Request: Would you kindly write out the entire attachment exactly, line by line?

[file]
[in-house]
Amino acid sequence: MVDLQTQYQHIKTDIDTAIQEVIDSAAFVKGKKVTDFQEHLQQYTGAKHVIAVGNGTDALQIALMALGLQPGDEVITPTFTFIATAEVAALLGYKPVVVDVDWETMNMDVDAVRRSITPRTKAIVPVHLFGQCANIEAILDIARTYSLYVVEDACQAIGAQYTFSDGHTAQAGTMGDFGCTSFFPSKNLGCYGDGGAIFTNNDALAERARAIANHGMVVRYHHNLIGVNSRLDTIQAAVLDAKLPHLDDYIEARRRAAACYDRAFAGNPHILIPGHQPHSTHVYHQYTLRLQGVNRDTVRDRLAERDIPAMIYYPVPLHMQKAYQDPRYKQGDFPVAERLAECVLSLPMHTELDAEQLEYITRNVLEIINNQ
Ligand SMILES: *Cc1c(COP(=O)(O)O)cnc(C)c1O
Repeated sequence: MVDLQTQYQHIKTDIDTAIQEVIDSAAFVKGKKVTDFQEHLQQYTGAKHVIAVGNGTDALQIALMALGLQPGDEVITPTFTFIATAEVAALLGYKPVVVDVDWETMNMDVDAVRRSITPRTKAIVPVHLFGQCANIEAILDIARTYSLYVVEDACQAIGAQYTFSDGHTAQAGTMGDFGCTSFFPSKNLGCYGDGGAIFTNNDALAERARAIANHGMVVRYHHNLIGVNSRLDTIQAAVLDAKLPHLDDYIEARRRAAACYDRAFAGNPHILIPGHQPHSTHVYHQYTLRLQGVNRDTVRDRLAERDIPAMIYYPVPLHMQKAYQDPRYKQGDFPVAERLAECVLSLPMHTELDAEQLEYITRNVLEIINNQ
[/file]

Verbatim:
[in-house]
Amino acid sequence: MVDLQTQYQHIKTDIDTAIQEVIDSAAFVKGKKVTDFQEHLQQYTGAKHVIAVGNGTDALQIALMALGLQPGDEVITPTFTFIATAEVAALLGYKPVVVDVDWETMNMDVDAVRRSITPRTKAIVPVHLFGQCANIEAILDIARTYSLYVVEDACQAIGAQYTFSDGHTAQAGTMGDFGCTSFFPSKNLGCYGDGGAIFTNNDALAERARAIANHGMVVRYHHNLIGVNSRLDTIQAAVLDAKLPHLDDYIEARRRAAACYDRAFAGNPHILIPGHQPHSTHVYHQYTLRLQGVNRDTVRDRLAERDIPAMIYYPVPLHMQKAYQDPRYKQGDFPVAERLAECVLSLPMHTELDAEQLEYITRNVLEIINNQ
Ligand SMILES: *Cc1c(COP(=O)(O)O)cnc(C)c1O
Repeated sequence: MVDLQTQYQHIKTDIDTAIQEVIDSAAFVKGKKVTDFQEHLQQYTGAKHVIAVGNGTDALQIALMALGLQPGDEVITPTFTFIATAEVAALLGYKPVVVDVDWETMNMDVDAVRRSITPRTKAIVPVHLFGQCANIEAILDIARTYSLYVVEDACQAIGAQYTFSDGHTAQAGTMGDFGCTSFFPSKNLGCYGDGGAIFTNNDALAERARAIANHGMVVRYHHNLIGVNSRLDTIQAAVLDAKLPHLDDYIEARRRAAACYDRAFAGNPHILIPGHQPHSTHVYHQYTLRLQGVNRDTVRDRLAERDIPAMIYYPVPLHMQKAYQDPRYKQGDFPVAERLAECVLSLPMHTELDAEQLEYITRNVLEIINNQ